Volvo Hybrid KERS system

Volvo breakthrough boosts fuel efficiency 25 percent

The technology Volvo is testing for passenger cars has worked in race cars and now the group says it can make it affordable. Here is how they do it.

Volvo has been testing a mechanical hybrid system it claims will reduce fuel consumption by up to 25% for a given performance point. The performance benchmark that Volvo is using is a six-cylinder turbo engine. From that point, Volvo is then claiming it has a system in development that will use a four-cylinder turbo engine and a mechanical hybrid system that will meet the performance target, yet use 25% less fuel.

In essence, Volvo has adopted the base technology widely used already in prototype, supercars, and racing cars commonly referred to as a flywheel-kinetic energy recovery system, or KERS. KERS is a term that can apply to any system that recovers energy from a car during braking. What is unusual about Volvo’s new system is the flywheel. A flywheel is simply a spinning mass that can store energy simply through its rotational momentum. When the energy recovery is wanted for powering the car that rotational energy can be tapped via a mechanical (transmission) system. In the mechanical system the flywheel takes the role of the battery in a more conventional hybrid, battery storage system.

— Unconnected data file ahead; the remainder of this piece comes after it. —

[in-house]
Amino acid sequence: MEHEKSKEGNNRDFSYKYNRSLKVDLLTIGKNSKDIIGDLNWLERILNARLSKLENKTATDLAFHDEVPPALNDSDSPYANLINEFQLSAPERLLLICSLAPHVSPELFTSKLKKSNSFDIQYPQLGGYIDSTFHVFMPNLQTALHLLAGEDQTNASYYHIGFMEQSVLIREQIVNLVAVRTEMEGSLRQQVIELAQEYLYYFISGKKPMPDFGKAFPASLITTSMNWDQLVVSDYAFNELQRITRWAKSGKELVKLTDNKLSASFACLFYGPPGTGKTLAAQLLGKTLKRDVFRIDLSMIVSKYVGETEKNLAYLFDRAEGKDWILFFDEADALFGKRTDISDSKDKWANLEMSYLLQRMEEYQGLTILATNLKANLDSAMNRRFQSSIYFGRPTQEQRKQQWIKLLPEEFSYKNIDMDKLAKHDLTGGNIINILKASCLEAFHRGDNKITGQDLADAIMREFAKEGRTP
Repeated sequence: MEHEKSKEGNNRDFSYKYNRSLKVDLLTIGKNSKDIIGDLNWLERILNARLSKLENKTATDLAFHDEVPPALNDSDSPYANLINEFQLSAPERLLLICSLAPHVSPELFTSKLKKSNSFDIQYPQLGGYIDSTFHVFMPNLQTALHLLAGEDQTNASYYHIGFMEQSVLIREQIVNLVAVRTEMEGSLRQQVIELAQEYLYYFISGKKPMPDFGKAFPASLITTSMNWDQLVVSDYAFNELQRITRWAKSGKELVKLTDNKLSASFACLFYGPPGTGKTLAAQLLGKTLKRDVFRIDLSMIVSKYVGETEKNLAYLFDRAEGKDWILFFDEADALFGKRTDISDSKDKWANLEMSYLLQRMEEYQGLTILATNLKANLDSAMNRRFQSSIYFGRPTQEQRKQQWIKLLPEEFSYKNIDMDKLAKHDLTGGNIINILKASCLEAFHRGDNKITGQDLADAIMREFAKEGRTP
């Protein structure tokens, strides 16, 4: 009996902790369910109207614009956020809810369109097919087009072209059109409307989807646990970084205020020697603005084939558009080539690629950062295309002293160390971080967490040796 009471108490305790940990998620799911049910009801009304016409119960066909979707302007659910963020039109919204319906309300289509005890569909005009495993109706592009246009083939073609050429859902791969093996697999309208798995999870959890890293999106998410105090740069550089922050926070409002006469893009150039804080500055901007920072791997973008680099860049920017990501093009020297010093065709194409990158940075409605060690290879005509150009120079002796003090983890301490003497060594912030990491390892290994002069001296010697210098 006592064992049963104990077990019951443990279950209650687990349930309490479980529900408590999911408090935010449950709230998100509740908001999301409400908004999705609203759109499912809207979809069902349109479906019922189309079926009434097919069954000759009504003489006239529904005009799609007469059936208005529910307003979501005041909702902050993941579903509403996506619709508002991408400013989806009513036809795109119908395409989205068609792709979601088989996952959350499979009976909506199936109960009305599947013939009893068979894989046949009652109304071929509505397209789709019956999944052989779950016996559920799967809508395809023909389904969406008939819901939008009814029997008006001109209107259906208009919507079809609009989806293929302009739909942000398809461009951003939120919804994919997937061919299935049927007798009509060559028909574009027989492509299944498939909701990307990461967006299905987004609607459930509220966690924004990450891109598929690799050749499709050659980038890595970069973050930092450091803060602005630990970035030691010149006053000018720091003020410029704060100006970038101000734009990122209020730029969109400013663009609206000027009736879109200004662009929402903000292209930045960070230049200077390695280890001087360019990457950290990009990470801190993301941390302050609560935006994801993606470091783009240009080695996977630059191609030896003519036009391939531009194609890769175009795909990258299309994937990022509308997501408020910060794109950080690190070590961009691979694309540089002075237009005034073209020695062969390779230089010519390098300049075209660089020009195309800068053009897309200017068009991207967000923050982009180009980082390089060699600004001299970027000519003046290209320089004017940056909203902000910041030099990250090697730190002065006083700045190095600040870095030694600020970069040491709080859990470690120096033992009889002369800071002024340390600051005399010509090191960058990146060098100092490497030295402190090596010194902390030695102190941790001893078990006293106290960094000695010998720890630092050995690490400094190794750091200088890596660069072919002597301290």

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This looks like exactly the same system that was tried and failed in Formula 1 and that Porsche is testing in GT.
It seems to be. Whenever someone uses "Carbon fiber" and affordable in the same paragraph I get a bit cynical.